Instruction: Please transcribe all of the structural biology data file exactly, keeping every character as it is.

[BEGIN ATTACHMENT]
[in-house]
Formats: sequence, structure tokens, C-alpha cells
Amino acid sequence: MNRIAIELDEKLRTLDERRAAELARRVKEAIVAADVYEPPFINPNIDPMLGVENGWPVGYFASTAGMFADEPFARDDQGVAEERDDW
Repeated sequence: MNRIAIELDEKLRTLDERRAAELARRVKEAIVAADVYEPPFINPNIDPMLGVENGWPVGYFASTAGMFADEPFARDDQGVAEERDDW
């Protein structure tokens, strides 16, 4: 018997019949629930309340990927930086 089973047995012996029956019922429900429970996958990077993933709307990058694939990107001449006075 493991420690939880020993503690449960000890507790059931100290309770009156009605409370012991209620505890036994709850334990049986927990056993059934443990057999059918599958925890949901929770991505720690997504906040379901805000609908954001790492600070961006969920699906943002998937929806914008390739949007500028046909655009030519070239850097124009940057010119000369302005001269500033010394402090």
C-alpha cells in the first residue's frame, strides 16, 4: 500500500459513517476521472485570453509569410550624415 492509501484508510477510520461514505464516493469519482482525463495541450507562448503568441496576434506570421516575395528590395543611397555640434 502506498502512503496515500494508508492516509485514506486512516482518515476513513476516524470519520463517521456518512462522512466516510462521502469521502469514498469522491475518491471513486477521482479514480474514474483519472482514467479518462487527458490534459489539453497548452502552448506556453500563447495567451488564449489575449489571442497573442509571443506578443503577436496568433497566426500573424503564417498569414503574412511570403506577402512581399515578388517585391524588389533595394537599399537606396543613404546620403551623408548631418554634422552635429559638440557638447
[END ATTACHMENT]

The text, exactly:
[in-house]
Formats: sequence, structure tokens, C-alpha cells
Amino acid sequence: MNRIAIELDEKLRTLDERRAAELARRVKEAIVAADVYEPPFINPNIDPMLGVENGWPVGYFASTAGMFADEPFARDDQGVAEERDDW
Repeated sequence: MNRIAIELDEKLRTLDERRAAELARRVKEAIVAADVYEPPFINPNIDPMLGVENGWPVGYFASTAGMFADEPFARDDQGVAEERDDW
């Protein structure tokens, strides 16, 4: 018997019949629930309340990927930086 089973047995012996029956019922429900429970996958990077993933709307990058694939990107001449006075 493991420690939880020993503690449960000890507790059931100290309770009156009605409370012991209620505890036994709850334990049986927990056993059934443990057999059918599958925890949901929770991505720690997504906040379901805000609908954001790492600070961006969920699906943002998937929806914008390739949007500028046909655009030519070239850097124009940057010119000369302005001269500033010394402090």
C-alpha cells in the first residue's frame, strides 16, 4: 500500500459513517476521472485570453509569410550624415 492509501484508510477510520461514505464516493469519482482525463495541450507562448503568441496576434506570421516575395528590395543611397555640434 502506498502512503496515500494508508492516509485514506486512516482518515476513513476516524470519520463517521456518512462522512466516510462521502469521502469514498469522491475518491471513486477521482479514480474514474483519472482514467479518462487527458490534459489539453497548452502552448506556453500563447495567451488564449489575449489571442497573442509571443506578443503577436496568433497566426500573424503564417498569414503574412511570403506577402512581399515578388517585391524588389533595394537599399537606396543613404546620403551623408548631418554634422552635429559638440557638447